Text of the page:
Wednesday, April 18, 2007

fragility of life

One of the last things on your mind when you are at college at 19,20, or 21 years old, is dying. And even if you are morbid enough to think about death and dying, the last thing you expect is for some crazed and disturbed student to come into your classroom and blow you away! All yesterday, as I was watching the memorial services for the slaughtered at Virginia Tech, I thought back to my days as an undergraduate at the State University of New York (SUNY) at Stony Brook, and tried to imagine myself at 19 or 20, walking to class and then sitting there listening to my French professor (I was a French major, and one of the classrooms attacked was a French class)

Do we need any more reminders of the fragility of life. Those kids will never live to graduate college. They don’t have the luxury that I have been given-- that is, the time to get my affairs in order before I leave this earth. And they haven’t been allowed to live the almost-52 years that I have. And how about that Engineering teacher who survived the Nazis only to live to be a hero; he died trying to save the lives of his students.

But what continues to haunt me is that there were so many signs that the shooter was troubled -- rejection of others, and self-imposed solitude. And now it is coming out that he may have been the target of bullies. Are we so self-absorbed that we don’t take the time to comfort someone around us who may be hurting? So much was this kid hurting that he eventually built a wall around himself and wouldn’t let anyone in. He was probably so used to distrusting everyone that he drove away anybody who tried to befriend him, as a former roommate tried to do. He was so afraid of rejection by women that he became a stalker!

Do we value privacy so much that a student writes obviously disturbed essays and plays, and we are afraid that if we report it, we are afraid of violation? I personally read a play that he wrote for one of his classes -- it was on the web. I was extremely disturbed by the content of the play. I don’t know what I would have done if I had been the course instructor. I know that I referred a student to the guidance counselor once because his English teacher showed me something he had written where he had talked about killing his mother. The guidance counselor referred him to the principal, who did nothing. And when I followed up with the principal to make sure something was being done for him -counseling, referral etc, the principal refused to tell me what, if anything, was being done. All she could say was “Don’t worry, Ms. Cohen, I have it on file that you referred him, so you are covered”. I found out later that nothing was done, and I feared for Jeffrey, even though my butt was covered. And that’s what is important to everyone -- cover your butt and don’t get involved in something that’s not your problem.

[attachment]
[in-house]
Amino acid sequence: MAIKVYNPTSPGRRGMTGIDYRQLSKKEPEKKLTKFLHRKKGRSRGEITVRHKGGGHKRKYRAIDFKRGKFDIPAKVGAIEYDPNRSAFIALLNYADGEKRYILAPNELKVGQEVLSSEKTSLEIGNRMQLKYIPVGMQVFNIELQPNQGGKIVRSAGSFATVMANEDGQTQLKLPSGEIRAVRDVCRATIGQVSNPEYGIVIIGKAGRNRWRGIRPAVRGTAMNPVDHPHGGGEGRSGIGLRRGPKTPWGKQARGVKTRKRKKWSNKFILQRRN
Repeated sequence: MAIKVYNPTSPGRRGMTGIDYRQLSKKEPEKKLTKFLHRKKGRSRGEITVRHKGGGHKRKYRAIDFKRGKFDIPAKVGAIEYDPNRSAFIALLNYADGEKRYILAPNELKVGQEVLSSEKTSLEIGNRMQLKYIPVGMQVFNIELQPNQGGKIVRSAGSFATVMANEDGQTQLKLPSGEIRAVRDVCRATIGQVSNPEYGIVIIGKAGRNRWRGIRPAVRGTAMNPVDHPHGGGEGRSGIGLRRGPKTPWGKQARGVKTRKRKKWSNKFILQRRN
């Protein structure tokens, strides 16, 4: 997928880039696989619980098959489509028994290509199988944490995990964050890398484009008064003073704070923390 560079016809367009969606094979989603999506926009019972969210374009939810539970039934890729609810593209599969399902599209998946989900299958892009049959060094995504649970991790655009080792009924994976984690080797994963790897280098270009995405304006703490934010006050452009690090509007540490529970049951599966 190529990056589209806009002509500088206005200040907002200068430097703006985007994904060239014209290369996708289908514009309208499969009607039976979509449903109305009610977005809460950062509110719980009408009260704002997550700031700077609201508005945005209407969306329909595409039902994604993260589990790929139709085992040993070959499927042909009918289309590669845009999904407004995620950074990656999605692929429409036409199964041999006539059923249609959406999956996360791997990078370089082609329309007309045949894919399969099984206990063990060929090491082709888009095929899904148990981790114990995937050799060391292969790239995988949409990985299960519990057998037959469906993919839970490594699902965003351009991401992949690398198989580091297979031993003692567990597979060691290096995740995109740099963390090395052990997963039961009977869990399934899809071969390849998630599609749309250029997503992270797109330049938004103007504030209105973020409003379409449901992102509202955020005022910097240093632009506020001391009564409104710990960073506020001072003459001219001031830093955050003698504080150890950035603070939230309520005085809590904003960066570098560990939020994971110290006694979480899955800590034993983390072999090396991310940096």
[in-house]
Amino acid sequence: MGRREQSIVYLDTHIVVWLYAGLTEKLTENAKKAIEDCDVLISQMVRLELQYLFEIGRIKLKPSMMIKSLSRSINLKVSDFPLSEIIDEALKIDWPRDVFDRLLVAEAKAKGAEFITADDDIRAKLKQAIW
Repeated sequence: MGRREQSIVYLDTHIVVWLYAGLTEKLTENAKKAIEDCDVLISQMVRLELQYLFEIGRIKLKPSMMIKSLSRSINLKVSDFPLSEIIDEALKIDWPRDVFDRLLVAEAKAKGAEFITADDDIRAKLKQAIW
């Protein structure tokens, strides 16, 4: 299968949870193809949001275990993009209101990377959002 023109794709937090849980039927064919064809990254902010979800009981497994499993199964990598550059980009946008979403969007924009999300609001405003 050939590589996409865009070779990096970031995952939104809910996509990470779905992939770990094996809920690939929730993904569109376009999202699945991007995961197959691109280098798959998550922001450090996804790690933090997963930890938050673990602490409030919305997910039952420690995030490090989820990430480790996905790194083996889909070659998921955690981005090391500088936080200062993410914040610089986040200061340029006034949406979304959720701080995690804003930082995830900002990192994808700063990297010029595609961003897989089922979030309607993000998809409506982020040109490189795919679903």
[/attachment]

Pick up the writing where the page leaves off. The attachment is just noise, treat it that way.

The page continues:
On other notes, the weather is starting to calm down. I have another open house this Saturday and hopefully that will make up for the one we had last Sunday during the storm. Now that I no longer file income tax, because Social Security is my only income, the benefit of owning my apartment is not relevant anymore. I am getting ready for the Ride for Life, and they tell me I have to raise $500. It’s really difficult for me to ask for donations when I am going to have to raises money all over again for the Walk to D’Feet for September 30. And Washington DC is coming and on May 9, we are going to have front row outside of the Today Show, and be interviewed by Al Roker. Starting next week and going into the first week of June, Duane Reade Drug stores will be selling paper feet with $1 donations to ALS, followed by a similar promotion at North Fork Bank/

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